topics
tools
Expatica countries
editor's choice

Lost in Cheeseland: How to become an expat in France

Top myths about Paris

Is an international MBA the right degree for you?

Childcare in France

Relocation programmes remain small, focused and consistent

Index Last Var.(%)
BEL 20 3083.51 0.32
DAX 9605.08 0.17
IBEX 30 10058.5 -1.04
CAC 40 4387.61 -0.20
FTSE 100 6806.86 -0.05
AEX 397.5 -0.20
DJIA 16272.65 0.46
Nasdaq 4318.933 0.63
FTSE MIB 20298.33 -0.11
TSX Composite 14214.35 0.18
ASX 5415.4 -0.10
Hang seng 22836.96 0.04
Straits Times 3110.78 0.45
ISEQ 20 836.3 0.23
EUR / USD 1.37976 0.67
EUR / GBP 0.82571 0.59
USD / GBP 0.598544 -0.10
Gold 1329.6 -0.13
Oil 108.9 -0.76
Silver 21.28 0.08
You are here: Home Education Pre-school Life in France: A guide to daycare
Enlarge font Decrease font Text size


05/09/2011Life in France: A guide to daycare

Life in France: A guide to daycare France has a generous pre-school and daycare centers but it can still be challenging to find an open spot, especially in Paris. Here's how to find a daycare and successfully put your child in daycare.

Related Articles
Parents can send their babies to both publicly and privately run nurseries, called crèches, as soon as the child is three months old (the end of the average maternity leave).

French public nurseries and daycare centres are funded by local and regional authorities and by means-tested parental fees. Most are open 11 hours a day and close only for one month over the summer period, as well as on public holidays.

All public and private nursery staff must meet strict standards of training, and are required to hold a childcare diploma. For information on the crèches or haltes garderies in your area, consult your local town hall, mairie.

All French cities and towns offer this service but small, rural localities may have a limited number of places and in big cities, demand often outstrips availability. No matter where you live, you are strongly advised to put your name down in advance. This is sometimes the first thing a French family does as soon as they find out they are expecting a child.


Alternatives for babies and toddlers

For babies or for after-school care for older children, there is also a system of qualified nannies, assistantes maternelles, who are paid to either look after children either on their own premises or at your home; they are allowed to take a maximum of five children at one time.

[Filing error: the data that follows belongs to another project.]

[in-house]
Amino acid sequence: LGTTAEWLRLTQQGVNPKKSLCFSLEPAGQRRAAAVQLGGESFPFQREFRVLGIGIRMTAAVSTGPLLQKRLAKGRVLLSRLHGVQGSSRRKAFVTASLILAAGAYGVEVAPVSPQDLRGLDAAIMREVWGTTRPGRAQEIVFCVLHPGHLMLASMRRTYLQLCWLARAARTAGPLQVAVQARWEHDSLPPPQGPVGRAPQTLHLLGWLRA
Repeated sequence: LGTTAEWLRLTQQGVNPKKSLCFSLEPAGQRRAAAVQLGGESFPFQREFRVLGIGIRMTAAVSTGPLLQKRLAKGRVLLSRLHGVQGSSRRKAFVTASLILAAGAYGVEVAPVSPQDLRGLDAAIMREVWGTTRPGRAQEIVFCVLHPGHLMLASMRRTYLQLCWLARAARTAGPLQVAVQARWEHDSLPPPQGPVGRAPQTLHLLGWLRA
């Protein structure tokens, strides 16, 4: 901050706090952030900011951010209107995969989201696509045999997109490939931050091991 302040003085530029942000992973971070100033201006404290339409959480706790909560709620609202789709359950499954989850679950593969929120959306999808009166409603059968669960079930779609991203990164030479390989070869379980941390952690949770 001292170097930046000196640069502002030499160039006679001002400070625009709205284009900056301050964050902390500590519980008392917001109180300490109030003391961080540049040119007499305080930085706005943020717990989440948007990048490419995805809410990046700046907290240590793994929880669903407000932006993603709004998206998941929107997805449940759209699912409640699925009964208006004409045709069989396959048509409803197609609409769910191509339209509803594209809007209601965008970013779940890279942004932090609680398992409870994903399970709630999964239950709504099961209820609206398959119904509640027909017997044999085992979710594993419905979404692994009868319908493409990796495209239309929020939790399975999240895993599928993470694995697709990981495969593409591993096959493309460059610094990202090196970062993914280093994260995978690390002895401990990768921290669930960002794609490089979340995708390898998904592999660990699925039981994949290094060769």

An assistante maternelle holds a state childcare diploma and is subject to regular inspections. You can find a list of qualified nannies from your mairie.

There is also a system of crèches parentales, which are nurseries run by parent associations. These nurseries, which employ qualified assistantes maternelles, are licensed by the mairie; check there for details of the one nearest you.

The crèches parentales  are non-profit; parents pay an equal share of the costs, often provide food and equipment, and take an active role in nursery management.

The common French word for nanny is nourrice; a person advertising services as a nourrice is always not the same thing as a state-qualified assistante maternelle.

Because of the stiff competition for qualified daycare, many parents end up hiring a private nanny. There are many agencies in Paris and other large cities to you help you locate one; some even specialise in finding bilingual childcare givers.

Hiring a nanny privately is also perfectly legal as long as the person is a legal resident and the employer pays all associated social-security charges; any paid work over five hours per week is subject to these charges.

To make this easier, the government has created the chèque emploi service, which both simplifies the process and returns nearly all of these charges in the form of tax deductions.